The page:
The deal has already divided the cabinet over the impact on British farmers
The UK and Australia have agreed the broad terms of a post-Brexit trade deal to be announced later on Tuesday, according to multiple reports.
Prime Minister Boris Johnson and his Australian counterpart Scott Morrison were said to have agreed the pact over dinner in Downing Street.
Downing Street did not deny the reports and, if confirmed, the agreement would be the first trade deal negotiated from scratch since the UK’s exit from the European Union.
Industry leaders have raised concerns over possible compromises on food standards, while farmers fear they could be undercut by cut-price imports.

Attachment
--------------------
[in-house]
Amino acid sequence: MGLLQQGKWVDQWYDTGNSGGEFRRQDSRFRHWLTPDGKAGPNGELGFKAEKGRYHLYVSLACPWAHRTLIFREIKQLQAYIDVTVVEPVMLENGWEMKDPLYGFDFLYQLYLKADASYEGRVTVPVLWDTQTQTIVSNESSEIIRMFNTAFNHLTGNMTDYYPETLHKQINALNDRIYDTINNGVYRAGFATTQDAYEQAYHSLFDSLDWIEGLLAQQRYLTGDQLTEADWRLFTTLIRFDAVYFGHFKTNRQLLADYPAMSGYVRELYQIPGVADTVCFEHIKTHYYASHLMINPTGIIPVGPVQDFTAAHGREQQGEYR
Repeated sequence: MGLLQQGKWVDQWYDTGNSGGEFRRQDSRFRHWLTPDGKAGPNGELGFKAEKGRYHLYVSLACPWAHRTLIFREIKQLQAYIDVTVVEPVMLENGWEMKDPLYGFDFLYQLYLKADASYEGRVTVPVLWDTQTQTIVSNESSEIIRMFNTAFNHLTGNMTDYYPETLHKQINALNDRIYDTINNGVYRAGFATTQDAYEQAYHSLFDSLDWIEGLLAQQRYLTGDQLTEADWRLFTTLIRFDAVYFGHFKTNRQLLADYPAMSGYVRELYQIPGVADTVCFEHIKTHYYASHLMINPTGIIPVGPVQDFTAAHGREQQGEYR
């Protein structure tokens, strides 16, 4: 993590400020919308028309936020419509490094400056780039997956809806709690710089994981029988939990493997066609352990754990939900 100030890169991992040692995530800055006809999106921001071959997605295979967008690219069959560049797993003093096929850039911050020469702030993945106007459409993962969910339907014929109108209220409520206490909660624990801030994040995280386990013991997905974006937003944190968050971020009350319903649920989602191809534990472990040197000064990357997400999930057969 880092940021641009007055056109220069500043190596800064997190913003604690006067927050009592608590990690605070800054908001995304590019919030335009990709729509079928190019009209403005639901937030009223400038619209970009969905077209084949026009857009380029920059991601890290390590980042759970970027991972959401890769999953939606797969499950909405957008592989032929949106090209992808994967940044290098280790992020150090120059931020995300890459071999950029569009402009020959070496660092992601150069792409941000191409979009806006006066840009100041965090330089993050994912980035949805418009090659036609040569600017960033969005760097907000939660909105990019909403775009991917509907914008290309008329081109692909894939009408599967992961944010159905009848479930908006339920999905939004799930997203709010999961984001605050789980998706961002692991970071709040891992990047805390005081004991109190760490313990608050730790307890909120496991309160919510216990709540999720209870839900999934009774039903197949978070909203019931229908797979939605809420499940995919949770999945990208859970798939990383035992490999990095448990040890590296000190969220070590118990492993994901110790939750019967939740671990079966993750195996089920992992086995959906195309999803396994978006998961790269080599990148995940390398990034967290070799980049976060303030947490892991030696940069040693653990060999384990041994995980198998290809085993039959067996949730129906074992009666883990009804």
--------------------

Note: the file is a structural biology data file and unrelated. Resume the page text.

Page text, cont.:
A split in the Cabinet also appeared between International Trade Secretary Liz Truss and Environment Secretary George Eustice, who has concerns about the impact on farmers.
Cabinet Office minister Michael Gove also fears a deal could fuel demands for Scottish and Welsh independence.
The deal is expected to give food producers in both countries easier access to each other’s markets
The UK government says membership of the Comprehensive and Progressive Agreement for Trans-Pacific Partnership (CPTPP) could provide British farmers with huge opportunities.
However, there have been concerns in the farming community about the UK compromising on its food standards.
Farmers in Australia are allowed to use some hormone growth promoters, pesticides, and additives that are banned in the UK.
Mr Morrison has said that Britain joining the European Common Market in 1973 dealt “a devastating blow to Australian producers” and that Brexit “was an opportunity for us to pick up where we left off all those years ago”.